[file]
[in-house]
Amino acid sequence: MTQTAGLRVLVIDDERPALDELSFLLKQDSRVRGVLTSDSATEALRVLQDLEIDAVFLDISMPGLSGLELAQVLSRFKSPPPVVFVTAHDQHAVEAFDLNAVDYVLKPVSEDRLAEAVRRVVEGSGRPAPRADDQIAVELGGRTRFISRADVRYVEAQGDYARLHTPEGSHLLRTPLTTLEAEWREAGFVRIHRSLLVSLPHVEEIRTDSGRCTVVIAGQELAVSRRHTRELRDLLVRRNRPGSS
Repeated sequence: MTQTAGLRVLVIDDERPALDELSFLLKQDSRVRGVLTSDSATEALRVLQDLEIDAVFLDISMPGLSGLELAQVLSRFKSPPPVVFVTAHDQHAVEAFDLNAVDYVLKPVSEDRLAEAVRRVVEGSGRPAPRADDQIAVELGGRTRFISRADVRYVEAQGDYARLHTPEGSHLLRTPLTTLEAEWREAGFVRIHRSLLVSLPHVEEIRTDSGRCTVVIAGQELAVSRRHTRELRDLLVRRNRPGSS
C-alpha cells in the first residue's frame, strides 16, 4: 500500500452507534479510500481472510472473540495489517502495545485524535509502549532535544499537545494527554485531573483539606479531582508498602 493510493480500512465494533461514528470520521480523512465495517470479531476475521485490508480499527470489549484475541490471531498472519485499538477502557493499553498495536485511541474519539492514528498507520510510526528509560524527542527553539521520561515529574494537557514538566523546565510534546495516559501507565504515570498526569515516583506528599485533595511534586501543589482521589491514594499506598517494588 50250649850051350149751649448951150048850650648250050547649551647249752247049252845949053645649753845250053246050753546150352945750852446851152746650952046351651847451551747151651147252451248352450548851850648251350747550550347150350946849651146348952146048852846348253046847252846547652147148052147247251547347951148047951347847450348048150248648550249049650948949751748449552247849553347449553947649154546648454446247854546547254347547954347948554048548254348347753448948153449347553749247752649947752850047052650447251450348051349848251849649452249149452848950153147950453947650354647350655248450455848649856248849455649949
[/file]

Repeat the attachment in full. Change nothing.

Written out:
[in-house]
Amino acid sequence: MTQTAGLRVLVIDDERPALDELSFLLKQDSRVRGVLTSDSATEALRVLQDLEIDAVFLDISMPGLSGLELAQVLSRFKSPPPVVFVTAHDQHAVEAFDLNAVDYVLKPVSEDRLAEAVRRVVEGSGRPAPRADDQIAVELGGRTRFISRADVRYVEAQGDYARLHTPEGSHLLRTPLTTLEAEWREAGFVRIHRSLLVSLPHVEEIRTDSGRCTVVIAGQELAVSRRHTRELRDLLVRRNRPGSS
Repeated sequence: MTQTAGLRVLVIDDERPALDELSFLLKQDSRVRGVLTSDSATEALRVLQDLEIDAVFLDISMPGLSGLELAQVLSRFKSPPPVVFVTAHDQHAVEAFDLNAVDYVLKPVSEDRLAEAVRRVVEGSGRPAPRADDQIAVELGGRTRFISRADVRYVEAQGDYARLHTPEGSHLLRTPLTTLEAEWREAGFVRIHRSLLVSLPHVEEIRTDSGRCTVVIAGQELAVSRRHTRELRDLLVRRNRPGSS
C-alpha cells in the first residue's frame, strides 16, 4: 500500500452507534479510500481472510472473540495489517502495545485524535509502549532535544499537545494527554485531573483539606479531582508498602 493510493480500512465494533461514528470520521480523512465495517470479531476475521485490508480499527470489549484475541490471531498472519485499538477502557493499553498495536485511541474519539492514528498507520510510526528509560524527542527553539521520561515529574494537557514538566523546565510534546495516559501507565504515570498526569515516583506528599485533595511534586501543589482521589491514594499506598517494588 50250649850051350149751649448951150048850650648250050547649551647249752247049252845949053645649753845250053246050753546150352945750852446851152746650952046351651847451551747151651147252451248352450548851850648251350747550550347150350946849651146348952146048852846348253046847252846547652147148052147247251547347951148047951347847450348048150248648550249049650948949751748449552247849553347449553947649154546648454446247854546547254347547954347948554048548254348347753448948153449347553749247752649947752850047052650447251450348051349848251849649452249149452848950153147950453947650354647350655248450455848649856248849455649949